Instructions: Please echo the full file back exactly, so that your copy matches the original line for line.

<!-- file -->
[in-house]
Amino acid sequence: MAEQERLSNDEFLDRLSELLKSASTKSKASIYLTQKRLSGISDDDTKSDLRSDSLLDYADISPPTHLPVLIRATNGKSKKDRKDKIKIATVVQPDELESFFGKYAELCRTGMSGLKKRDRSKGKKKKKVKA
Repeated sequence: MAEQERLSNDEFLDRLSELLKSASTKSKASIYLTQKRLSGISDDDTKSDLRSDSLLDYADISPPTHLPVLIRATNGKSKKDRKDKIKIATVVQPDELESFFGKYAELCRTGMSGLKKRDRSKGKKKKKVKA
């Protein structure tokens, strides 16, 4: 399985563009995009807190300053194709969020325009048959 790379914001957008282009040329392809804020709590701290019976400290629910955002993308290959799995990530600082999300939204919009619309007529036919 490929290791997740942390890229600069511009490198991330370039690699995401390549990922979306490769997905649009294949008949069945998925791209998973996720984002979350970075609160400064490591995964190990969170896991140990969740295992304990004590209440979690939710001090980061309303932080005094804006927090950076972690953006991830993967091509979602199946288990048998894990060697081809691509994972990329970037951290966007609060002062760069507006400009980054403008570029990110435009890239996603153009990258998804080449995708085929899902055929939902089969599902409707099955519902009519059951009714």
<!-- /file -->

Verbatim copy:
[in-house]
Amino acid sequence: MAEQERLSNDEFLDRLSELLKSASTKSKASIYLTQKRLSGISDDDTKSDLRSDSLLDYADISPPTHLPVLIRATNGKSKKDRKDKIKIATVVQPDELESFFGKYAELCRTGMSGLKKRDRSKGKKKKKVKA
Repeated sequence: MAEQERLSNDEFLDRLSELLKSASTKSKASIYLTQKRLSGISDDDTKSDLRSDSLLDYADISPPTHLPVLIRATNGKSKKDRKDKIKIATVVQPDELESFFGKYAELCRTGMSGLKKRDRSKGKKKKKVKA
């Protein structure tokens, strides 16, 4: 399985563009995009807190300053194709969020325009048959 790379914001957008282009040329392809804020709590701290019976400290629910955002993308290959799995990530600082999300939204919009619309007529036919 490929290791997740942390890229600069511009490198991330370039690699995401390549990922979306490769997905649009294949008949069945998925791209998973996720984002979350970075609160400064490591995964190990969170896991140990969740295992304990004590209440979690939710001090980061309303932080005094804006927090950076972690953006991830993967091509979602199946288990048998894990060697081809691509994972990329970037951290966007609060002062760069507006400009980054403008570029990110435009890239996603153009990258998804080449995708085929899902055929939902089969599902409707099955519902009519059951009714």